Hurricane lashes Bermuda as new storm aims at Mexico resorts
Hurricane Humberto rushed past Bermuda, lashing the British Atlantic territory with powerful winds for hours before beginning to move away early Thursday, as new Hurricane Lorena swirled in the Pacific posing a threat to resorts on Mexico’s southwestern coast.
The fast-moving Category 3 Humberto began bashing Bermuda with hurricane-strength winds Wednesday afternoon and passed to within about 75 miles of the island during the night before heading out into the Atlantic. Forecasters said tropical-storm-force winds would continue into Thursday.
Bermuda Gov. John Rankin had 120 soldiers of the Royal Bermuda Regiment on alert for possible recovery efforts, and officials had warned the 70,000 residents to stay sheltered until the winds subsided. Schools, clinics and government offices closed down as the storm approached.
The U.S. National Hurricane Center said maximum sustained winds were still at 120 mph late Wednesday. The storm was centered about 130 miles north-northeast of Bermuda and moving east-northeast at a brisk 23 mph.
National Security Minister Wayne Caines said non-emergency medical services would be closed until Thursday.
“We can get through this,” Caines said before the storm hit. “We’ve been through this before.”
In the Pacific off Mexico, newly formed Hurricane Lorena was predicted to “near or over the southwestern coast” somewhere between the port of Manzanillo and Puerto Vallarta from Wednesday night into Thursday night.
The still-uncertain long-term forecast track showed the storm possibly approaching the Los Cabos resort area at the southern end of the Baja California Peninsula on Friday night and Saturday.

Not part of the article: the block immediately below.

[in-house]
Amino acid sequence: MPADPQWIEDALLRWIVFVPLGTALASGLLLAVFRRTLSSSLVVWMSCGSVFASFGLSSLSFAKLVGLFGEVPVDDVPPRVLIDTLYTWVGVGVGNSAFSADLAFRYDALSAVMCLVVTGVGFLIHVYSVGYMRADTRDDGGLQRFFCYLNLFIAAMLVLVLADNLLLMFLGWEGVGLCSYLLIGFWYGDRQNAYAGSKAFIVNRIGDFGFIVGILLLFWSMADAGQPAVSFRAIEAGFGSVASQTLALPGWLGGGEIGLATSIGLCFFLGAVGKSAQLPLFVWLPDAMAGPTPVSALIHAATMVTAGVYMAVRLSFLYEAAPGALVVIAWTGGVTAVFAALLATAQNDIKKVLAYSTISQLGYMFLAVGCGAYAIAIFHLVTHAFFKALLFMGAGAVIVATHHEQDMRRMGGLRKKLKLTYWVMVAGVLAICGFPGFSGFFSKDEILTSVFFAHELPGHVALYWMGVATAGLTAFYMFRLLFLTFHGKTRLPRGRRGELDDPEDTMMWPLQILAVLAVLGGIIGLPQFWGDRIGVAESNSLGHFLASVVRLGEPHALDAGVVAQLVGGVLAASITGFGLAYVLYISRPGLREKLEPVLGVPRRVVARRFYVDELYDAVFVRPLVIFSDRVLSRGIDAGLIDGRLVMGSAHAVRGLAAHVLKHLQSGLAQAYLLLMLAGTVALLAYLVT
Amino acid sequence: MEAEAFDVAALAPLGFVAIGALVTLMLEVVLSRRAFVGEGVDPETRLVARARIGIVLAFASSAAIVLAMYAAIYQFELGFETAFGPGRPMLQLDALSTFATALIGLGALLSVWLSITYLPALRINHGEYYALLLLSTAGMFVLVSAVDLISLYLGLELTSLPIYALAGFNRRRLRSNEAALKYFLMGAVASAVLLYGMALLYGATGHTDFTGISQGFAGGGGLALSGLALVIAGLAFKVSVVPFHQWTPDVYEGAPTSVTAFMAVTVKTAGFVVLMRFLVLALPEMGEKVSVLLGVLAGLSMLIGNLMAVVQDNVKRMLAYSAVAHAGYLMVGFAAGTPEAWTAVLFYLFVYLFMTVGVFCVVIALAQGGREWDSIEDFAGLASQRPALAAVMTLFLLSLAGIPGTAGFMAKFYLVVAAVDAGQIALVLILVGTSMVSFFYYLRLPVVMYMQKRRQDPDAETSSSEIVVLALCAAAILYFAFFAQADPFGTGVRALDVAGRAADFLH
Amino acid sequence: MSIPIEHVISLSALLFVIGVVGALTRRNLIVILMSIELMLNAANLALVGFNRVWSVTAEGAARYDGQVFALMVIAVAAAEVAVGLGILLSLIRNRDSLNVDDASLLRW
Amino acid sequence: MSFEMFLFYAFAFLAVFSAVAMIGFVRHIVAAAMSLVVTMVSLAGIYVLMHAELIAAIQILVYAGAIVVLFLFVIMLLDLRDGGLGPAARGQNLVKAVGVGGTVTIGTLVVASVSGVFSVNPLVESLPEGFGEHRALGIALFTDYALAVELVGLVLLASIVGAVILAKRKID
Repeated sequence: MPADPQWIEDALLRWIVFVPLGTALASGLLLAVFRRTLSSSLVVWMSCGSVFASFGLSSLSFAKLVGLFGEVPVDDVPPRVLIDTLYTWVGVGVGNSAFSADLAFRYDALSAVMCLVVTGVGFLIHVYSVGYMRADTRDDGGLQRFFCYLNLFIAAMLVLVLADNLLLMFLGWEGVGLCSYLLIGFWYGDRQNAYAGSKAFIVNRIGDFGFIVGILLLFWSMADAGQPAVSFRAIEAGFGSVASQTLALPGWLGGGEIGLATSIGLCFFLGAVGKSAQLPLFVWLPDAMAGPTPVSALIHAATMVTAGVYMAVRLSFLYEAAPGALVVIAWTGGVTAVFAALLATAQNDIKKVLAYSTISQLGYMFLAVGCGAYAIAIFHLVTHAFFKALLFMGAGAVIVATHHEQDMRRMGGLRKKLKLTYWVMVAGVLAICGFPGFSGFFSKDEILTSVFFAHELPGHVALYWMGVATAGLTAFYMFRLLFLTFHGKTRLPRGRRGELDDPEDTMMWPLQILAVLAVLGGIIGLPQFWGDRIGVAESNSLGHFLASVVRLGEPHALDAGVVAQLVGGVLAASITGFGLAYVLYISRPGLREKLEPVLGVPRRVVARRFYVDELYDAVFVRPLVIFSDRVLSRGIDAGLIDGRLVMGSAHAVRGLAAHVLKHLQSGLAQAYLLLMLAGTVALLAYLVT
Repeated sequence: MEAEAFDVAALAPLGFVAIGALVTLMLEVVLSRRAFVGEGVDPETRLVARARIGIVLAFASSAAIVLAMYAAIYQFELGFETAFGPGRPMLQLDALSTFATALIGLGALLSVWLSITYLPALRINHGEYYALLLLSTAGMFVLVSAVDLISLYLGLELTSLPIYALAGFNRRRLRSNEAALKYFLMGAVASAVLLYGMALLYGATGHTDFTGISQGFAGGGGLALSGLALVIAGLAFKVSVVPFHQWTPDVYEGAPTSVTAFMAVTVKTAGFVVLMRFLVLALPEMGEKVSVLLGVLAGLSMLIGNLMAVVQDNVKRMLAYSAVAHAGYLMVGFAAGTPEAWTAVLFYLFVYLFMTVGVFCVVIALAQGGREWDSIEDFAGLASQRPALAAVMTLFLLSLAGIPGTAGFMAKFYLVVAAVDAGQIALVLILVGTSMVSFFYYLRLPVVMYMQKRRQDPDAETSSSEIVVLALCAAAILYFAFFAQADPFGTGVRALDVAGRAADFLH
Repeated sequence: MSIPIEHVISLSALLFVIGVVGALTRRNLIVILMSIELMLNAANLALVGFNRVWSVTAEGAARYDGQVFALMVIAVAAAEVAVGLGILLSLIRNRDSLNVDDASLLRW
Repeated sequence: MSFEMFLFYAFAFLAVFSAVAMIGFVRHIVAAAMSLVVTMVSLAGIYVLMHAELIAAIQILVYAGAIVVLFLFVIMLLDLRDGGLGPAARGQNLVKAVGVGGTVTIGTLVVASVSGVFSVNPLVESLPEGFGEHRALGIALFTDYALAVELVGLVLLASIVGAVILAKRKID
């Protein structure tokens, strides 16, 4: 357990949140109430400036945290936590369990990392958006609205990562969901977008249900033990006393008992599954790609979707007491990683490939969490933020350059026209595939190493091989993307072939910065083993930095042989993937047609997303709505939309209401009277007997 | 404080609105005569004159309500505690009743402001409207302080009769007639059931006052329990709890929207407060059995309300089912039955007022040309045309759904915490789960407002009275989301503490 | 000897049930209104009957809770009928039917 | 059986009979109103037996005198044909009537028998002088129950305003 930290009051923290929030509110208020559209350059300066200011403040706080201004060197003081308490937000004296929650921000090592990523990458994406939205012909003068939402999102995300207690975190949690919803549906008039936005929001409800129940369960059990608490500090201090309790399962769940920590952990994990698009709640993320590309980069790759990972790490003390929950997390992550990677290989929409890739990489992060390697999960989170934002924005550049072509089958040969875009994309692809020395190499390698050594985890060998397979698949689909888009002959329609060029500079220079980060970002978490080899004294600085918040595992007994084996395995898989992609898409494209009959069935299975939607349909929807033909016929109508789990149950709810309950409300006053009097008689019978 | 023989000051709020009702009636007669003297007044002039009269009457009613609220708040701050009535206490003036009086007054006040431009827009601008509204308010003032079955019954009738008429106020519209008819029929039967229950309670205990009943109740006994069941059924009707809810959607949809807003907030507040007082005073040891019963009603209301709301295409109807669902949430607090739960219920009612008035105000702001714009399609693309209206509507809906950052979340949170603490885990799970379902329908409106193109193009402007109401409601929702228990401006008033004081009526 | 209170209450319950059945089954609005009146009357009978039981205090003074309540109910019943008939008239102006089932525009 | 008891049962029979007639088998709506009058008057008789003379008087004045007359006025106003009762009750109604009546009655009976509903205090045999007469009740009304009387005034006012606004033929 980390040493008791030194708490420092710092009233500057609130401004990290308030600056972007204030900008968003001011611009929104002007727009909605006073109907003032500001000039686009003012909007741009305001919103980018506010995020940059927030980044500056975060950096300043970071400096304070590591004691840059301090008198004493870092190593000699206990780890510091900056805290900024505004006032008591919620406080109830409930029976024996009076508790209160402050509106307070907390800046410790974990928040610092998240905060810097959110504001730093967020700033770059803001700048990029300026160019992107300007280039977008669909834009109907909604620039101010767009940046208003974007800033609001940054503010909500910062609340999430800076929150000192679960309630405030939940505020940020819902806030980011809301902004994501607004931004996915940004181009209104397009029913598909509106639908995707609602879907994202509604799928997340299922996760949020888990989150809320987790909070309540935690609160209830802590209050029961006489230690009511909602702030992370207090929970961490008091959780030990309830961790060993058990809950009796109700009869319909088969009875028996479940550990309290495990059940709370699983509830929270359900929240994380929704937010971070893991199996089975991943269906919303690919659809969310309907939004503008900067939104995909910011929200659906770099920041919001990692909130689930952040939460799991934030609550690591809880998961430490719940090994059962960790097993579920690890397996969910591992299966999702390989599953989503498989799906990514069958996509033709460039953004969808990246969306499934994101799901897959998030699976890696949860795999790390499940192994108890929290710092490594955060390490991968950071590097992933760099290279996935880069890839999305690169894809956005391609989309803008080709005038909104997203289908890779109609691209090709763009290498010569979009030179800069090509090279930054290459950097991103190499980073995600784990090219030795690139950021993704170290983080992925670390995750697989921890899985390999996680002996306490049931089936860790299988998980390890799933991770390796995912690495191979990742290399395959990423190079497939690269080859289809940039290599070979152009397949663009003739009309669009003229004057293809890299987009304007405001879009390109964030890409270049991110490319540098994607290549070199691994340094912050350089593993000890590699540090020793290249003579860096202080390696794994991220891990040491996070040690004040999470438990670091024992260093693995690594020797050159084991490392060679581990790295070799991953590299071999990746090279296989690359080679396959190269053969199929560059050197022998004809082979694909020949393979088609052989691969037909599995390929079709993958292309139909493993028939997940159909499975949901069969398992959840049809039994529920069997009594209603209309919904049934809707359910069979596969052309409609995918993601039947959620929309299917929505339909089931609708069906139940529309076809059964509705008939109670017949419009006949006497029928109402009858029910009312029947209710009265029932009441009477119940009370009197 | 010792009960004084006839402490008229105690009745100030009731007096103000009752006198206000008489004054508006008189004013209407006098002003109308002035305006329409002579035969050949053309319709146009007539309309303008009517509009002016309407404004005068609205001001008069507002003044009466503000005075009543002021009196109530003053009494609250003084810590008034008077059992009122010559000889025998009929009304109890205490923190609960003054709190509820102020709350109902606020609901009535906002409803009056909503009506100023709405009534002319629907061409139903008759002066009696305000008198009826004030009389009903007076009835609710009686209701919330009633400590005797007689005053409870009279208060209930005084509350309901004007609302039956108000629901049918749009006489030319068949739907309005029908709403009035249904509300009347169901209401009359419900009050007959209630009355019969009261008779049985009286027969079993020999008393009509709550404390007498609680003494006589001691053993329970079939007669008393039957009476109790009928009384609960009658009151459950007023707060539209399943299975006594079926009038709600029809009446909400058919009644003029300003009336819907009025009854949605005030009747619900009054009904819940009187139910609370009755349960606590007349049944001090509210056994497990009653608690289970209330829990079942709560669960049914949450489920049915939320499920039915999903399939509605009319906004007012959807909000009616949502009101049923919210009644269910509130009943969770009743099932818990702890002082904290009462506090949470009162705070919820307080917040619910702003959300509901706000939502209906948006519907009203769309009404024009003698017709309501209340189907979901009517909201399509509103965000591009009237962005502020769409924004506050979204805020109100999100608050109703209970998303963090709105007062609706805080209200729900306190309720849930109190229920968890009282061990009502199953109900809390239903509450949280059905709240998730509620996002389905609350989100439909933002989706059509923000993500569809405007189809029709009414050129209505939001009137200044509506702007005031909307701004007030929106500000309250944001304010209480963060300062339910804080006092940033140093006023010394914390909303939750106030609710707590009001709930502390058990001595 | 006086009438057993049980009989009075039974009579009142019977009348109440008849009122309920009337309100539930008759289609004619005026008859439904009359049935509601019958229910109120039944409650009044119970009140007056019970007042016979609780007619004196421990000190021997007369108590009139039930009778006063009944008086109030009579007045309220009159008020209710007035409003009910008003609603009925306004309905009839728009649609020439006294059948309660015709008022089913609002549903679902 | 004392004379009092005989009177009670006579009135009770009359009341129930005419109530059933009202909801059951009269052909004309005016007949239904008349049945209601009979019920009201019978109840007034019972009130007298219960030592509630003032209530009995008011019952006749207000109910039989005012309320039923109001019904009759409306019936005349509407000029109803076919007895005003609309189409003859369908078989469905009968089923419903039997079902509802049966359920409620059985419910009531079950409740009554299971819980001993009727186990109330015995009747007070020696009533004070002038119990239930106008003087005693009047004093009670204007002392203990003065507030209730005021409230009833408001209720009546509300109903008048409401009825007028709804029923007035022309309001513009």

Lorena had maximum sustained winds of 75 mph Wednesday night. It was centered about 35 miles southwest of Manzanillo and moving northwest at 12 mph.
Hurricane warnings were in effect from Punta San Telmo to Cabo Corrientes.
Heavy rains were spreading onshore along the coast, the Hurricane Center said. Mexican officials voiced concern that some parts of southern Mexico, which have seen a lack of rainfall, could now get torrential rain that could result in dangerous flash floods and landslides.
In parts of Colima, Jalisco and Michoacan states, “it is forecast that the total accumulations of rain could ... represent 40% of the rain for an entire year in that part of the country,” said Blanca Jiménez Cisneros, director-general of Mexico’s National Water Commission.
Classes were suspended in Colima as a precaution.
In Texas, the remnants of Tropical Storm Imelda deluged parts of the southeast, causing some flooding, but officials in the Houston region said that there had been no severe problems by late Wednesday. Imelda was the first named storm to hit that area since Hurricane Harvey’s much heavier rains flooded more than 150,000 homes around the city and caused an estimated $125 billion in damage in Texas.
Tropical Storm Jerry also formed Wednesday far out in the Atlantic and was forecast to become a hurricane before closing in on the outermost Caribbean islands Thursday night or Friday.
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